Zaslon, also known as “Barrier or Screen,” is one of Russia’s most secretive special-purpose units under the Sluzhba Vneshney Razvedki (SVR), akin to the CIA or MI6 of the U.S. and UK, respectively. Established in the late ’90s, its main responsibilities include protecting Russian diplomats abroad, conducting hostage rescue missions, and securing sensitive documents. Though largely unpublicized, Zaslon’s operations have been observed in various regions such as Syria, Iraq, and Afghanistan.
- Zaslon is comparable to the CIA’s Global Response Staff, tasked with high-security details and special operations, making it a pivotal unit within the Russian external security service.
- The unit’s main responsibilities encompass armed protection of Russian diplomatic missions in hostile regions, protecting high-ranking officials during foreign visits, hostage rescue missions, and safeguarding SVR employees during intelligence work.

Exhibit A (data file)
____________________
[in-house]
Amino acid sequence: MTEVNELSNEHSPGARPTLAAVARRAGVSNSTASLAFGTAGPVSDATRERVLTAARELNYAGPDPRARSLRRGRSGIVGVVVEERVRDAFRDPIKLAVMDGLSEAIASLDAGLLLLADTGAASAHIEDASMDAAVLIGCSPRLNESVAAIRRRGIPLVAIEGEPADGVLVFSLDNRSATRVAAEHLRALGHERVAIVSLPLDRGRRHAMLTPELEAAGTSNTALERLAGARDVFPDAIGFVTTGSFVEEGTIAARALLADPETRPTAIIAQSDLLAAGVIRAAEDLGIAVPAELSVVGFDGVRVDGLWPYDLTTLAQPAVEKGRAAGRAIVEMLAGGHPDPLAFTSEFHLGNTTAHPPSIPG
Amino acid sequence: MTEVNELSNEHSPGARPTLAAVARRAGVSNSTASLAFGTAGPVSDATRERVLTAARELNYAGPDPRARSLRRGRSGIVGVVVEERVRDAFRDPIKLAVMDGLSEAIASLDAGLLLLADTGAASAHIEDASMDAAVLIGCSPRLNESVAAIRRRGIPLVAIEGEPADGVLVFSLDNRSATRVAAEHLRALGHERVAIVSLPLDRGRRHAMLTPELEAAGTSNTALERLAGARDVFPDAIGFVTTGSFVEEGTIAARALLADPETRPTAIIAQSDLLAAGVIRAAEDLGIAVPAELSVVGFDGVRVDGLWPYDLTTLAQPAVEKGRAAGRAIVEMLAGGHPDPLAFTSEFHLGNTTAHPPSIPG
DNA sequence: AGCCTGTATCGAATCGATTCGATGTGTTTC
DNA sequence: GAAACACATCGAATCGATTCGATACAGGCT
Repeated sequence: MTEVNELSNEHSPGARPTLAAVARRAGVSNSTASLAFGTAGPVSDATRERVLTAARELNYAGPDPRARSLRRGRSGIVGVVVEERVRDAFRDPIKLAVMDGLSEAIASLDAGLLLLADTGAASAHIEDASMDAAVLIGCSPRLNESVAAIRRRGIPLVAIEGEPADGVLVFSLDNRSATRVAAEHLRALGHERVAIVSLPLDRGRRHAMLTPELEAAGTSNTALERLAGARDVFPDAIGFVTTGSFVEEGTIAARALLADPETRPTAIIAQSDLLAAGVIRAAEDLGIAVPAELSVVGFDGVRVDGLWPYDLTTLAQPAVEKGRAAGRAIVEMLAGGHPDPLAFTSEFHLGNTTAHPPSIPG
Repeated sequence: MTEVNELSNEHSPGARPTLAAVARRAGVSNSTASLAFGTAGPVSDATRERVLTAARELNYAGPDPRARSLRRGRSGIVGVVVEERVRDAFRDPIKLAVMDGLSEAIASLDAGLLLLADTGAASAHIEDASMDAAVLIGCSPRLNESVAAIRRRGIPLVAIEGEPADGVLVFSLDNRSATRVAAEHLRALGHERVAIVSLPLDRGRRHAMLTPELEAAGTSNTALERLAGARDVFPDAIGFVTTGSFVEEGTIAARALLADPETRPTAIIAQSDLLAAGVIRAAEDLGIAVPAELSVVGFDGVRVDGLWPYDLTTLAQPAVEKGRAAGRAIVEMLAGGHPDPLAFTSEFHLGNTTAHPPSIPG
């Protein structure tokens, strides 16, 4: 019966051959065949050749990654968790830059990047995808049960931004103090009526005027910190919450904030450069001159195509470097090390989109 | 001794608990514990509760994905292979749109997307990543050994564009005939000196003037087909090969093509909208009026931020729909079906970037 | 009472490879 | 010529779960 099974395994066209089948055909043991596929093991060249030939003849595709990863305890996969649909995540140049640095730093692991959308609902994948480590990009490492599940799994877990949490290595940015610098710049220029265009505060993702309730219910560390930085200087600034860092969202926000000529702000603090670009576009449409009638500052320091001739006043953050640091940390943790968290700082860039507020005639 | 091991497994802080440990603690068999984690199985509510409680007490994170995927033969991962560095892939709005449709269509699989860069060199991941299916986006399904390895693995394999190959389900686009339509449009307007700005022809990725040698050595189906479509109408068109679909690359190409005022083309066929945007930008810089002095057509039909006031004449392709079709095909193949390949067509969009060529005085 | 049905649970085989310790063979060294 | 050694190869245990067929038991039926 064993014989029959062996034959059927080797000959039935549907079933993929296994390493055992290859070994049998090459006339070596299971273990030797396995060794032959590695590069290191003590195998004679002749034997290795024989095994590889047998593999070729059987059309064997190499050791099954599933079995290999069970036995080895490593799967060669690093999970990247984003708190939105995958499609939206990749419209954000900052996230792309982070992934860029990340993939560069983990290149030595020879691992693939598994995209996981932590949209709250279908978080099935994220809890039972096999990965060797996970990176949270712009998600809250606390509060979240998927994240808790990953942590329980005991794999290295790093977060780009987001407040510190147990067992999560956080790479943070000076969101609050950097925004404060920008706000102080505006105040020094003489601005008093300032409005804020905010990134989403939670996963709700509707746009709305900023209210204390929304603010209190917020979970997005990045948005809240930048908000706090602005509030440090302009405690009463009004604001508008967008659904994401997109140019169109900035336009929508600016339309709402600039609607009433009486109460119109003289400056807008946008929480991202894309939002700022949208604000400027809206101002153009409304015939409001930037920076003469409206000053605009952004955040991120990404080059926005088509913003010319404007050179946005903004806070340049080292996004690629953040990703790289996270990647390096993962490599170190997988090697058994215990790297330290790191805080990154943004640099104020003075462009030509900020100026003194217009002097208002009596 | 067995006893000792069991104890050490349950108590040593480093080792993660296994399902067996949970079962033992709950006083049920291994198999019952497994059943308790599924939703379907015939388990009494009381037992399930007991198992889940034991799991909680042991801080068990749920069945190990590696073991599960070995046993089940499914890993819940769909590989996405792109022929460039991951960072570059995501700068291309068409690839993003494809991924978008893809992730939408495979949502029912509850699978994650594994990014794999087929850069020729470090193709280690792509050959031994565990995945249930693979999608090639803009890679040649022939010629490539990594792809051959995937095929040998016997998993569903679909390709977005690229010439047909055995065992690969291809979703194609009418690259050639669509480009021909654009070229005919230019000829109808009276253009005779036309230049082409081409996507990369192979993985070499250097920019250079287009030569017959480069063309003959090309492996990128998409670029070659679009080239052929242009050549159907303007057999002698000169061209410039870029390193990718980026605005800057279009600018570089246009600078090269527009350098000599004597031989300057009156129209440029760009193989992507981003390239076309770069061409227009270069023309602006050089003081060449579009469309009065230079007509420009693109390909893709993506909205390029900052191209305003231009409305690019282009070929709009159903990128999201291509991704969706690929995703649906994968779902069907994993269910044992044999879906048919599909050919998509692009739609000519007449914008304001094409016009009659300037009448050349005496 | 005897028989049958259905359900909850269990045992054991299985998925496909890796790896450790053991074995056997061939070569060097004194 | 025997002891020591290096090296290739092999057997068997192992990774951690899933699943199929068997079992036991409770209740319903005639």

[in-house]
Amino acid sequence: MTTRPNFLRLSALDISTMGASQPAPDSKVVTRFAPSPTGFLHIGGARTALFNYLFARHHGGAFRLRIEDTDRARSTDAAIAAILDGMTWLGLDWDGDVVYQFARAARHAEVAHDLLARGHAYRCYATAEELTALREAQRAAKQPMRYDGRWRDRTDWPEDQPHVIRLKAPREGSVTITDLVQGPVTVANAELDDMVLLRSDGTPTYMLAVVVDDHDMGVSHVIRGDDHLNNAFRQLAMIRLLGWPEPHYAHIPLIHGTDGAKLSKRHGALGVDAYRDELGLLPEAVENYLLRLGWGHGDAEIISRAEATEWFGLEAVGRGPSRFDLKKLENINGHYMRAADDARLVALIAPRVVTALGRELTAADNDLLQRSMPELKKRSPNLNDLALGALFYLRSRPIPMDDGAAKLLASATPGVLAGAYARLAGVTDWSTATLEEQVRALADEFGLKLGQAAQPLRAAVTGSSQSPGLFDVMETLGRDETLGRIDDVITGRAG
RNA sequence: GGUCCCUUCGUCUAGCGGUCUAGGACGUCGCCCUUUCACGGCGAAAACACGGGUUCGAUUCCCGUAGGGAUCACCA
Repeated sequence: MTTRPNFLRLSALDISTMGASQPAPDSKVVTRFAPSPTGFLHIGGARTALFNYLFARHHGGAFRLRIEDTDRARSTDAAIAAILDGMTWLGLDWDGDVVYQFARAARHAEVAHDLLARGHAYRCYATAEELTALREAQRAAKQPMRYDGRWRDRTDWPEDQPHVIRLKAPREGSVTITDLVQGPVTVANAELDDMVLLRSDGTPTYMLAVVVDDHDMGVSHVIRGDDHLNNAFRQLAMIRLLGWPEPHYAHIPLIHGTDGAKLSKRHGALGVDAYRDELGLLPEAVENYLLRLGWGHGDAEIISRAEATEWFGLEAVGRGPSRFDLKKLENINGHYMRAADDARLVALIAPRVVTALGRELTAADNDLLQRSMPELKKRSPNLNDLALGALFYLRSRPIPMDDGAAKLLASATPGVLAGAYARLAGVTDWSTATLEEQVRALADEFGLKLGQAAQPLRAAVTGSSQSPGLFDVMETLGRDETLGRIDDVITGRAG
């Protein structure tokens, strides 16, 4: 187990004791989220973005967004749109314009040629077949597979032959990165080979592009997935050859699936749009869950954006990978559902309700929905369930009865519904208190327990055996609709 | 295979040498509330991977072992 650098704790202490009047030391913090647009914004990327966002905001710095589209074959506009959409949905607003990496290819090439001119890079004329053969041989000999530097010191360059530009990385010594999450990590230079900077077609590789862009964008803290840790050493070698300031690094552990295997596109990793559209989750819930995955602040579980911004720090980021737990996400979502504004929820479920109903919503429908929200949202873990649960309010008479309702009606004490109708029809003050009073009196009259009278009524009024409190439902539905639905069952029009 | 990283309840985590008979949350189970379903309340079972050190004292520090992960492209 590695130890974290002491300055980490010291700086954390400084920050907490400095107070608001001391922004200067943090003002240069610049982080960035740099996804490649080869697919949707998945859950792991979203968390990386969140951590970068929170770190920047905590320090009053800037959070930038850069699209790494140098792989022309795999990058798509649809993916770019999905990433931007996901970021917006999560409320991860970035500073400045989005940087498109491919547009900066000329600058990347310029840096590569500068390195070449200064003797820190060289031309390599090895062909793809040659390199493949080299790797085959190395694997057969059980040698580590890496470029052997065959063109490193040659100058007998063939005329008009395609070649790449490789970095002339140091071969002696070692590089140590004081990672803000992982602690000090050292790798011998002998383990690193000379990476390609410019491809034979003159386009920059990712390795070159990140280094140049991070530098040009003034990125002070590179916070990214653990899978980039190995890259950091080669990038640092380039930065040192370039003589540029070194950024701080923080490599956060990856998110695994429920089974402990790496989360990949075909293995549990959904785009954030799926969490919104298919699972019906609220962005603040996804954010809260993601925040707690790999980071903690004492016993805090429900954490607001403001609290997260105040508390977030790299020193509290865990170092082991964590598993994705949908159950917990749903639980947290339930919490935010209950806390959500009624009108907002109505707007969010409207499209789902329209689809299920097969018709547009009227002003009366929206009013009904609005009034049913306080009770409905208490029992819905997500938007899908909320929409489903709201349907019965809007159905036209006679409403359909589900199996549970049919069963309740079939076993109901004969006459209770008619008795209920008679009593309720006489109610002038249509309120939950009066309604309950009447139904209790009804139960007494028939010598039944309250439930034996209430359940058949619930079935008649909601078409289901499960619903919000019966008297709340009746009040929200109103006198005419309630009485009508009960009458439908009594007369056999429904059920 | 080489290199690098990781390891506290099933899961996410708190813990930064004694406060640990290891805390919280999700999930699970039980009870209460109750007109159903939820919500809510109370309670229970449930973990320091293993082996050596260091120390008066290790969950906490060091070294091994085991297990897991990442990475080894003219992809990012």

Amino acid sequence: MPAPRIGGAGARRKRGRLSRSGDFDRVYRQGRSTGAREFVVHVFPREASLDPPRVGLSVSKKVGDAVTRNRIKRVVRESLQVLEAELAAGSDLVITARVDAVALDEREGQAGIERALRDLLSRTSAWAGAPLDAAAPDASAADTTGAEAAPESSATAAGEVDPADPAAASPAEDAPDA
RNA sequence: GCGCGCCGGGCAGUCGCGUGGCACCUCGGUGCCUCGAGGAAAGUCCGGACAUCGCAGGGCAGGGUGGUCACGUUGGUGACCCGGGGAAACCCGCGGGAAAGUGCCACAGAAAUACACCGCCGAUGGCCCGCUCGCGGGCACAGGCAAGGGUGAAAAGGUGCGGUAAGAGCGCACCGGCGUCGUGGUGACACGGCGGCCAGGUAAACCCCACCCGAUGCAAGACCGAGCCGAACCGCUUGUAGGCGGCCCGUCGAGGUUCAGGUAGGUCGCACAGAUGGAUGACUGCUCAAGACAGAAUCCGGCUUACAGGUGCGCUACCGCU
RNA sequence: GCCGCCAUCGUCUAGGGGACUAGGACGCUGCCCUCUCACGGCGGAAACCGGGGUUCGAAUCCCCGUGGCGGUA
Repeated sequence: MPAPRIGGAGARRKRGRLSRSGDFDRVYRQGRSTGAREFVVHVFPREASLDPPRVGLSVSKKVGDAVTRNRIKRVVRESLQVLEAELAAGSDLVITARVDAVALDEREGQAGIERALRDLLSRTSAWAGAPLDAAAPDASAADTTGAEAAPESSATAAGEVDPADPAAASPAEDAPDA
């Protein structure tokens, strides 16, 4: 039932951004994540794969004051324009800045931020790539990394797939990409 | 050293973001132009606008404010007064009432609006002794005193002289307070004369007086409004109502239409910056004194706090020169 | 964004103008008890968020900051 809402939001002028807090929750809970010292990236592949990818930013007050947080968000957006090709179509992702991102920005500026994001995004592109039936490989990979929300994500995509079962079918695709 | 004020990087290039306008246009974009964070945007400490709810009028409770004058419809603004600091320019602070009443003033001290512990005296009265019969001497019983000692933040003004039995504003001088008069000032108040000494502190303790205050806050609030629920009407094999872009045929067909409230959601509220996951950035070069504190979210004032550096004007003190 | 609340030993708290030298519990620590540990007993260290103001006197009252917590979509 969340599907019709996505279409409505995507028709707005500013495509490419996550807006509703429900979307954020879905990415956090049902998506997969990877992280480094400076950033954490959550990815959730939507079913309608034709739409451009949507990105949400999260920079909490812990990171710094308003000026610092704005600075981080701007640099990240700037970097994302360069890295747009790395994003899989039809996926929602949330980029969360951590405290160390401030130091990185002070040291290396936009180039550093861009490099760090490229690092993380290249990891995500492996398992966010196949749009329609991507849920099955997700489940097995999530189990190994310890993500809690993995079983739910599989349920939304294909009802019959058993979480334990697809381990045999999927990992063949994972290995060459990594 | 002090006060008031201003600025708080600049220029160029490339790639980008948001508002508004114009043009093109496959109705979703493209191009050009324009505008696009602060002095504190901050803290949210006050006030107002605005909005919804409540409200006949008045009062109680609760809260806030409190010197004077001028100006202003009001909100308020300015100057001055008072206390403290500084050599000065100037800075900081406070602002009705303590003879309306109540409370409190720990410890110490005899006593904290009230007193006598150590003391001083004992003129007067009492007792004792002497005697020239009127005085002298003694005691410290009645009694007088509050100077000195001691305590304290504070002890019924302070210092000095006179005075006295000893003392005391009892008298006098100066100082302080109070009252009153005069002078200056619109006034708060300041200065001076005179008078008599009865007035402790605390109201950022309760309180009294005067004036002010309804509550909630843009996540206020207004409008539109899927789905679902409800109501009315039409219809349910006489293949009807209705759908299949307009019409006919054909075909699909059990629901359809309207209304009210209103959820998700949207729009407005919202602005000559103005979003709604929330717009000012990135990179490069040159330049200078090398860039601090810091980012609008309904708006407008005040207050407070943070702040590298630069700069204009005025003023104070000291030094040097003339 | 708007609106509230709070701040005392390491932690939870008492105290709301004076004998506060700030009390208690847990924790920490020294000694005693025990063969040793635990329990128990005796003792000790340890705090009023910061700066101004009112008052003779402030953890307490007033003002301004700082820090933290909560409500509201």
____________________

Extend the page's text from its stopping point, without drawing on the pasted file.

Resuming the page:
- Despite its secretive nature, glimpses into Zaslon’s operations have surfaced, such as a documentary in 2018 that showcased SVR operators training and the involvement in various regions like Syria and Iraq.
- Zaslon has been pivotal during various diplomatic tensions, such as the assassination of the Russian ambassador to Turkey in 2016, and has been observed during the retreat of Western powers in Afghanistan in 2021.
- While the existence of Zaslon is often denied or kept under wraps by Russian officials, open-source reporting and modern technology like smartphones have revealed glimpses of its operations, structure, and equipment.